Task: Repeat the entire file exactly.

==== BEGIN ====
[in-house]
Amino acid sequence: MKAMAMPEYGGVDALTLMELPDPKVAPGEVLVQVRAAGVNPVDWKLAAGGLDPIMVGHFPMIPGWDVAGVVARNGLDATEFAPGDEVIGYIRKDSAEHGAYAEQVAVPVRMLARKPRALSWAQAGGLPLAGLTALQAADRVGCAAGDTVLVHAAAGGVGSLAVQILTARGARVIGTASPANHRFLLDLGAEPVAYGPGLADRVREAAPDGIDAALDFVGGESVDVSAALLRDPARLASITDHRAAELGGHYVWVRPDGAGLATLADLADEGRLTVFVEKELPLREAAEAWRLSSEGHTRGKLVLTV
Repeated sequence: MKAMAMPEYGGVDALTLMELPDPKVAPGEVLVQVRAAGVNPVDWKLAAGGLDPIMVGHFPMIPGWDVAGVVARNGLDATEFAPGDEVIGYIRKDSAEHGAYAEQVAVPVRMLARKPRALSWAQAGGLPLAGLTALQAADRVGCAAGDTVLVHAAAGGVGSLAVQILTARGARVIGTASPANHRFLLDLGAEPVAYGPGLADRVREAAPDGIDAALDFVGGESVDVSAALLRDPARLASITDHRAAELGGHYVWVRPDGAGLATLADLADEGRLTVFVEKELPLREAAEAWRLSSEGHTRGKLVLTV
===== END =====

[in-house]
Amino acid sequence: MKAMAMPEYGGVDALTLMELPDPKVAPGEVLVQVRAAGVNPVDWKLAAGGLDPIMVGHFPMIPGWDVAGVVARNGLDATEFAPGDEVIGYIRKDSAEHGAYAEQVAVPVRMLARKPRALSWAQAGGLPLAGLTALQAADRVGCAAGDTVLVHAAAGGVGSLAVQILTARGARVIGTASPANHRFLLDLGAEPVAYGPGLADRVREAAPDGIDAALDFVGGESVDVSAALLRDPARLASITDHRAAELGGHYVWVRPDGAGLATLADLADEGRLTVFVEKELPLREAAEAWRLSSEGHTRGKLVLTV
Repeated sequence: MKAMAMPEYGGVDALTLMELPDPKVAPGEVLVQVRAAGVNPVDWKLAAGGLDPIMVGHFPMIPGWDVAGVVARNGLDATEFAPGDEVIGYIRKDSAEHGAYAEQVAVPVRMLARKPRALSWAQAGGLPLAGLTALQAADRVGCAAGDTVLVHAAAGGVGSLAVQILTARGARVIGTASPANHRFLLDLGAEPVAYGPGLADRVREAAPDGIDAALDFVGGESVDVSAALLRDPARLASITDHRAAELGGHYVWVRPDGAGLATLADLADEGRLTVFVEKELPLREAAEAWRLSSEGHTRGKLVLTV